While reading through some of the previous blog posts, I noted the fact that, yes, it does seem that the majority of English majors, especially once you get into 3000-level courses, are also Education majors, and this made me think of something that we explored very briefly at the start of the term – didacticism, and how it functions quite explicitly in children’s literature. For example, fairytales like Cinderella, Little Red Riding Hood and Snow White all teach children about gender roles, the dangers of the world, what should be avoided, how boys, and especially girls, should act, usually hinting that the aim of any child should be to behave in a manner that is compliant with their parent’s wishes, and that will one day lead to a very traditional, domestic, married life.
As an English/Education major, I feel like I do spend a lot of time looking for the message that literature is conveying – what is this trying to teach us? What is the moral of this story? What could kids gain from reading this? What I’m learning, however, is that instead of those traditional moral lessons we find ingrained in children’s literature, young adult fiction is often aimed at showing readers what I call the “human condition.” It’s about painting a picture of something that these readers can either relate to, or are interested in enough that they find themselves wanting to read, which helps promote life-long literacy.
I think one of the best examples of the YA genre as painting a picture of the human condition is Boyhood. I know that to some, the movie was dry, and not everyone could relate, but if you’re trying to match your experiences hand in hand with Mason’s, of course you aren’t going to relate. But who didn’t experience a moment of recognition and relation in the scene where they’re decked out in Harry Potter gear waiting for the midnight release of Harry Potter and the Order of the Phoenix? I bet anything that I still have my little card with my name written on it that I was handed along with my midnight copy of the book declaring that I was the owner of my very own copy of a very magical book. Boyhood is all about those little moments; little things that we can cling to. The loss of a first relationship, finding something that we’re passionate about, the awkward graduation party, the thrill of starting university. The human experience. Life rises and falls, but there’s no climactic moment where you can say, “okay, denouement is imminent.”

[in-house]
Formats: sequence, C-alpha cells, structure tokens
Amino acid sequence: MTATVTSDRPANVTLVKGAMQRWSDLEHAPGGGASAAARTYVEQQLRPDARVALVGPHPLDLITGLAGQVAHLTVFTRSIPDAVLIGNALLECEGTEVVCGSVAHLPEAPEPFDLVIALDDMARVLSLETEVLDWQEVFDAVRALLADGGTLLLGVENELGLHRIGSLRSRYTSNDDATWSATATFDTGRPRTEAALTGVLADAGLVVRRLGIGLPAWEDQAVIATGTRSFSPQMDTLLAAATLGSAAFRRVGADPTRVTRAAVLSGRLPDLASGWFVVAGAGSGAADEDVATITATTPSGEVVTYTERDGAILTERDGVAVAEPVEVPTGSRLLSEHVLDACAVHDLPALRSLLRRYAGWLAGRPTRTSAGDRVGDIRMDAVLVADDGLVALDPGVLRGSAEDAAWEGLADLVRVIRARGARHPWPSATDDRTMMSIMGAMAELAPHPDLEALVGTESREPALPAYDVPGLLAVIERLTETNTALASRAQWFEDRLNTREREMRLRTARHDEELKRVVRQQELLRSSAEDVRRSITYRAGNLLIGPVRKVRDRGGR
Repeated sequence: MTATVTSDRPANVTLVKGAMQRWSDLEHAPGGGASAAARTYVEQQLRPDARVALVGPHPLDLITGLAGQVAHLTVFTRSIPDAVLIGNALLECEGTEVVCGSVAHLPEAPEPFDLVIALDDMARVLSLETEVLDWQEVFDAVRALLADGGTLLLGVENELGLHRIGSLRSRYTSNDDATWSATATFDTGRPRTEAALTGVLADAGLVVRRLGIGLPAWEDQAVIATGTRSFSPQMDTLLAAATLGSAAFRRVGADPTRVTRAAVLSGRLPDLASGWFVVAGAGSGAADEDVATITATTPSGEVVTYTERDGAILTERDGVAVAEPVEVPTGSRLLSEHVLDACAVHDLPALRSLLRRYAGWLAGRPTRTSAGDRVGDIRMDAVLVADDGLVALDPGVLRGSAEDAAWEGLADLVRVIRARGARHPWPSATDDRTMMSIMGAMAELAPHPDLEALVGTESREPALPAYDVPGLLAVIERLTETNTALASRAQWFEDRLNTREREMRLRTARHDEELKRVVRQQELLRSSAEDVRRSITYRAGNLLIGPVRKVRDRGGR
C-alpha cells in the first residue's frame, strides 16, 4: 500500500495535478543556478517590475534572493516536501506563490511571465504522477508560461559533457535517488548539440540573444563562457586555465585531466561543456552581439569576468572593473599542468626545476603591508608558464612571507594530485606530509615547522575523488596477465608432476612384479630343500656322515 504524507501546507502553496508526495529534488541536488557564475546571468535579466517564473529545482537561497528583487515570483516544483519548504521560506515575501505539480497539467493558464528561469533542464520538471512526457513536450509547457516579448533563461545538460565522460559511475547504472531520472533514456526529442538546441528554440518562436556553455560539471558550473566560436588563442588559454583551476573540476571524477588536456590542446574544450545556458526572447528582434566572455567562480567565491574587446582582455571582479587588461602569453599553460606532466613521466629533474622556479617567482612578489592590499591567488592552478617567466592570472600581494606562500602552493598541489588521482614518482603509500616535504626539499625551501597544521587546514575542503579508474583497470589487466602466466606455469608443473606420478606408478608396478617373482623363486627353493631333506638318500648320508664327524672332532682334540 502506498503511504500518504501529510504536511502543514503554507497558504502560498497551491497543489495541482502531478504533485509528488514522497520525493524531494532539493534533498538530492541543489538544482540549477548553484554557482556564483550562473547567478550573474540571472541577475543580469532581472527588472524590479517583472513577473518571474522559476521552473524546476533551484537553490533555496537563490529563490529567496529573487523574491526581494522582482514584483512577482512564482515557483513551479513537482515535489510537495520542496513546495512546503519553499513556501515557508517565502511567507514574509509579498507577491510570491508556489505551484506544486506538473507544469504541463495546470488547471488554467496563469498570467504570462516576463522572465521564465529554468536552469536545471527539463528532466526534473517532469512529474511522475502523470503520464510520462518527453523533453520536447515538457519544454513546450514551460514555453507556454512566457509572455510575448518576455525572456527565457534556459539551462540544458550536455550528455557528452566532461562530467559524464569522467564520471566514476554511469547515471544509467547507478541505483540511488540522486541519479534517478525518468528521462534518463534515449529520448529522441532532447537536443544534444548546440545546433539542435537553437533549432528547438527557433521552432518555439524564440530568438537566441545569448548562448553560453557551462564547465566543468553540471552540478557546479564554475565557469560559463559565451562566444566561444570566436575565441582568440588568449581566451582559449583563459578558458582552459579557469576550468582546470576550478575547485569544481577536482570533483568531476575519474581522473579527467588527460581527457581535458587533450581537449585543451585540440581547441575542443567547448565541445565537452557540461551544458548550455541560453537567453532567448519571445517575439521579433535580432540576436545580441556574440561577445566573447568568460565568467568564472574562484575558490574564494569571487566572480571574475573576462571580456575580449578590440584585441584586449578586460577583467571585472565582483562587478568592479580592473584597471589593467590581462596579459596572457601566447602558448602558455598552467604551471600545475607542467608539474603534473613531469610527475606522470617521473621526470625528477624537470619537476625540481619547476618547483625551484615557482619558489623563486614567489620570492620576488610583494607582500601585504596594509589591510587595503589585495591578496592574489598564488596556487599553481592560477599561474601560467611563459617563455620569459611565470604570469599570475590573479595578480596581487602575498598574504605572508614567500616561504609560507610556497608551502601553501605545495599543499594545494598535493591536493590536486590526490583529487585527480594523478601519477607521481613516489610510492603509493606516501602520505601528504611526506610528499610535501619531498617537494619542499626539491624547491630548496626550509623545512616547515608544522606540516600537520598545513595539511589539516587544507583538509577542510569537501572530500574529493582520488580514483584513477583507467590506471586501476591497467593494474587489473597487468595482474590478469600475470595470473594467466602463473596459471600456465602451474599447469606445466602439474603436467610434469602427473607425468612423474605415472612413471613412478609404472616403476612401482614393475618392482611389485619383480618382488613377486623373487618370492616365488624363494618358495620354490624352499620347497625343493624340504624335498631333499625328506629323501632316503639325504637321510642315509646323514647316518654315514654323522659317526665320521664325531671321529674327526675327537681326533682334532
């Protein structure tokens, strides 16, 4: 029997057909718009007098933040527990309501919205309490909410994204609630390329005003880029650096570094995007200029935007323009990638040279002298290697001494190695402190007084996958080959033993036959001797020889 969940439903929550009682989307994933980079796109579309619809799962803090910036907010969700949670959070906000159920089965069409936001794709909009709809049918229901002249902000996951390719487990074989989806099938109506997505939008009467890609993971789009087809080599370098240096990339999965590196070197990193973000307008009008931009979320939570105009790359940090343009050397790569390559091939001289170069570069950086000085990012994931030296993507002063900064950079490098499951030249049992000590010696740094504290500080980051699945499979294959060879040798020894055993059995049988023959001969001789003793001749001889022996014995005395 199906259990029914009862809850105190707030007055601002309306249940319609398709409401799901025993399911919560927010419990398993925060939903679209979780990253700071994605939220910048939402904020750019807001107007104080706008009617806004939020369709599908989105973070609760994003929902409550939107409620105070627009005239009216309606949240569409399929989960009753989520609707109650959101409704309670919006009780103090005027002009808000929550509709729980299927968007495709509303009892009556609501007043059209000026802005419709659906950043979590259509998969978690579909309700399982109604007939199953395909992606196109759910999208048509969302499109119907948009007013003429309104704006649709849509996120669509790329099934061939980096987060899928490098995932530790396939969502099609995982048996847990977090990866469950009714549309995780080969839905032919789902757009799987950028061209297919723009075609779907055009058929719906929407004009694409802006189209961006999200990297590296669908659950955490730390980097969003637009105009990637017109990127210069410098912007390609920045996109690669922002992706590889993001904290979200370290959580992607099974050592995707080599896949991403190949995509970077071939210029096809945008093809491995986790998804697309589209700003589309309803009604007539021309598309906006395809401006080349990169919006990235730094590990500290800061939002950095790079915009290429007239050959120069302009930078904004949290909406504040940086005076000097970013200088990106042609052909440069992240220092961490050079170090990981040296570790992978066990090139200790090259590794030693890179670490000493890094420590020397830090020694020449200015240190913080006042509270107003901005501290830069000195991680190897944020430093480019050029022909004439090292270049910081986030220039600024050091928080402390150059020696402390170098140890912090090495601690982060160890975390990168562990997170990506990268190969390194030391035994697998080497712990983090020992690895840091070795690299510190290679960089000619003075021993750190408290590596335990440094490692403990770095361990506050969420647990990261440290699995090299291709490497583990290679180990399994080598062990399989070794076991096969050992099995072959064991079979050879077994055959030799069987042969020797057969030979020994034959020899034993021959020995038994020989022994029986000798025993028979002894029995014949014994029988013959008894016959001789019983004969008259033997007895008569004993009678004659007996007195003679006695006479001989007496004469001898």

We’re constantly voicing dissatisfaction with the endings of the texts we’re studying. This or that wasn’t resolved, there are still loose ends… That’s the point. Life is unresolved; that’s a part of the human condition. Mason’s journey isn’t ending just because the film ends. Rebee’s story is going to continue when we close that book. We aren’t going to be privy to the rest of Larry’s recovery, but we, and the young adult readers that pick up The Lesser Blessed, are going to take comfort in his acceptance and it’s going to reflect struggles in their own life that they might be encouraged to accept and deal with as a result of a novel’s conclusion that isn’t necessarily wrapped up perfectly with a bow. We don’t know how the conversation about the miscarriage between Rose and her mother goes… we don’t know that it even necessarily happens, but I think we really need to ask ourselves whether we have to know? Can we let it go and fill in the blanks on our own? Because I think we can, and I think that we should, because in that, we’re lending our own experiences and our own interpretations to texts that are so obviously meant to be about creating a relationship with the reader.
– Taryn Rombough